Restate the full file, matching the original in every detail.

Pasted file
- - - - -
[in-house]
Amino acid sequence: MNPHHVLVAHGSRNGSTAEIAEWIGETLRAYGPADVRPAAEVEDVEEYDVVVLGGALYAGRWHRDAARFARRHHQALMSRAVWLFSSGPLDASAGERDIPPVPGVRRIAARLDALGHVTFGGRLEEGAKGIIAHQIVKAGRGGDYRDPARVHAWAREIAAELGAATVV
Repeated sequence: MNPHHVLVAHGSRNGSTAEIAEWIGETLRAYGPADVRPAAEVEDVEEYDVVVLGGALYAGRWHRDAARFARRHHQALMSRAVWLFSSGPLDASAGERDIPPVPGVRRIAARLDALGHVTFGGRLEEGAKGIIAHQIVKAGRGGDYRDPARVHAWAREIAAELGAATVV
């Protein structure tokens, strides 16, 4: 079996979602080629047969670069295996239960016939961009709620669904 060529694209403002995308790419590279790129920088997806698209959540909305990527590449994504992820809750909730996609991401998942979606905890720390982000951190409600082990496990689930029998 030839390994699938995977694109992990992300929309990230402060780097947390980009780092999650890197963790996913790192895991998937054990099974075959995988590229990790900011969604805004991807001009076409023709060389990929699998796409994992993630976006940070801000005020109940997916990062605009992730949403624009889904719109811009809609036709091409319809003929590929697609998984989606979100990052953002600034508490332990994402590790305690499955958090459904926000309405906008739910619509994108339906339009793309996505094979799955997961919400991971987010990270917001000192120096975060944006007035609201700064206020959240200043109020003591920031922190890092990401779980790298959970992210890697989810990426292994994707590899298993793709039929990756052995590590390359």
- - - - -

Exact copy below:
[in-house]
Amino acid sequence: MNPHHVLVAHGSRNGSTAEIAEWIGETLRAYGPADVRPAAEVEDVEEYDVVVLGGALYAGRWHRDAARFARRHHQALMSRAVWLFSSGPLDASAGERDIPPVPGVRRIAARLDALGHVTFGGRLEEGAKGIIAHQIVKAGRGGDYRDPARVHAWAREIAAELGAATVV
Repeated sequence: MNPHHVLVAHGSRNGSTAEIAEWIGETLRAYGPADVRPAAEVEDVEEYDVVVLGGALYAGRWHRDAARFARRHHQALMSRAVWLFSSGPLDASAGERDIPPVPGVRRIAARLDALGHVTFGGRLEEGAKGIIAHQIVKAGRGGDYRDPARVHAWAREIAAELGAATVV
């Protein structure tokens, strides 16, 4: 079996979602080629047969670069295996239960016939961009709620669904 060529694209403002995308790419590279790129920088997806698209959540909305990527590449994504992820809750909730996609991401998942979606905890720390982000951190409600082990496990689930029998 030839390994699938995977694109992990992300929309990230402060780097947390980009780092999650890197963790996913790192895991998937054990099974075959995988590229990790900011969604805004991807001009076409023709060389990929699998796409994992993630976006940070801000005020109940997916990062605009992730949403624009889904719109811009809609036709091409319809003929590929697609998984989606979100990052953002600034508490332990994402590790305690499955958090459904926000309405906008739910619509994108339906339009793309996505094979799955997961919400991971987010990270917001000192120096975060944006007035609201700064206020959240200043109020003591920031922190890092990401779980790298959970992210890697989810990426292994994707590899298993793709039929990756052995590590390359």